Effects of health check-up attendance on caregivers’ physical health
Narimasa Kumagai | Kindai University (Kinki University)
Background: Poor physical health status is more likely in informal caregivers given the roles of living conditions. One of the major problems stemming from the caregiving role was lifestyle change. Caregivers feeling the strain of the role of caregiving responsibility may not participate in health promotion activities to maintain their own health. When looking at caregivers’ health outcomes, it may be important the intensity of care provided because caregivers face varying levels of intensity of caregiving stressors.
Objectives: Drawing on Grossman’s model of healthcare demand, this study explores the determinants of health checkup attendance among informal caregivers in Japan and analyzed the effect of health checkup attendance on caregivers’ physical health.
Data and methods: Six waves of the Longitudinal Survey of Middle-aged and Elderly Persons (2005–2010) conducted by the Japanese Ministry of Health, Labor and Welfare were used. Taking into account the heterogeneity in the intensity of care provided, I estimated random-effects models of the health checkup functions and physical health functions. Caregivers with regular work were classified as reference category. The Kessler 6 non-specific distress scale was used as mental health measures. Having difficulty in daily life activities was used as physical health measures.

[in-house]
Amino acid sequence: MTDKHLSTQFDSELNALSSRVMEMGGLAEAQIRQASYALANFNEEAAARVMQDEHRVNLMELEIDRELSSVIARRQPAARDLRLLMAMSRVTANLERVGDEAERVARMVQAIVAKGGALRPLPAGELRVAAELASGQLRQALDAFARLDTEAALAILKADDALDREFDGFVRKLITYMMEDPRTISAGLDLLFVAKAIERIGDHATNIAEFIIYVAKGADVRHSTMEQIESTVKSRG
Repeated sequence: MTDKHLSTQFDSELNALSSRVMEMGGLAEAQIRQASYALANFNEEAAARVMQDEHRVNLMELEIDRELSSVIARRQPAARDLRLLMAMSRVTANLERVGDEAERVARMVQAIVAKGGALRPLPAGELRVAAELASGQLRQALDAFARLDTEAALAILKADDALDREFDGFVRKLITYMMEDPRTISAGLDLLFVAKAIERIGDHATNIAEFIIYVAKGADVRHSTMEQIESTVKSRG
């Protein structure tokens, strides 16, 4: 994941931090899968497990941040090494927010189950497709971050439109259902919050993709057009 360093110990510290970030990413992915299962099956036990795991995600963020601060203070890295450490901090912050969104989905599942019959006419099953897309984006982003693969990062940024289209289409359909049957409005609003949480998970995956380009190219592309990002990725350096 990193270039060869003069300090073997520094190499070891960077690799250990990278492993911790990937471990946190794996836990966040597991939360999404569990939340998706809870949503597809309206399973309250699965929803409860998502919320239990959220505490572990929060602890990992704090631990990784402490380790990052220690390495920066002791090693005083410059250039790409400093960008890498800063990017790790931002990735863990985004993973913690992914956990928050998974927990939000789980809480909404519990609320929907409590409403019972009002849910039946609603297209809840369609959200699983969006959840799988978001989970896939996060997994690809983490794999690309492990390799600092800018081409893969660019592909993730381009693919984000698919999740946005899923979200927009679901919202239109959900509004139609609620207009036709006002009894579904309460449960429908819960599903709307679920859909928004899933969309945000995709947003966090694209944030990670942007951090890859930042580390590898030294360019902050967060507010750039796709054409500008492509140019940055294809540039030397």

Results: This study uncovered three major findings. Firstly, there was not moderate persistence in health checkup attendance of non-working informal caregivers. The effect of initial conditions of most female caregivers were moderate persistent. Second, almost 40% of the probability of health checkups attendance was reduced by co-residential caregiving in females and males. Co-residential caregiving led to the change in health checkup attendance more than non-residential caregiving. Third, health promotion behaviors such as health checkup attendance and exercise habits reduce the risk of poor physical health of inactive female caregivers. In contrast, male caregivers having diabetes or stroke did not attend health checkup and tended to have future poor physical health.
Policy implications: Because of the potential negative effects of informal caregiving on caregivers’ health, the support of informal caregivers combined with regular health checks is an important public health issue. The estimation results suggested that co-residential inactive female caregivers may benefit from attending health checkups. However, the positive effect of health promotion behaviors on physical health did not exceed the negative effect of caregiving. Much attention should be paid to lifestyle of non-working informal caregivers. In addition to health checkup attendance, cessation of risky health behaviors such as smoking is strongly recommended.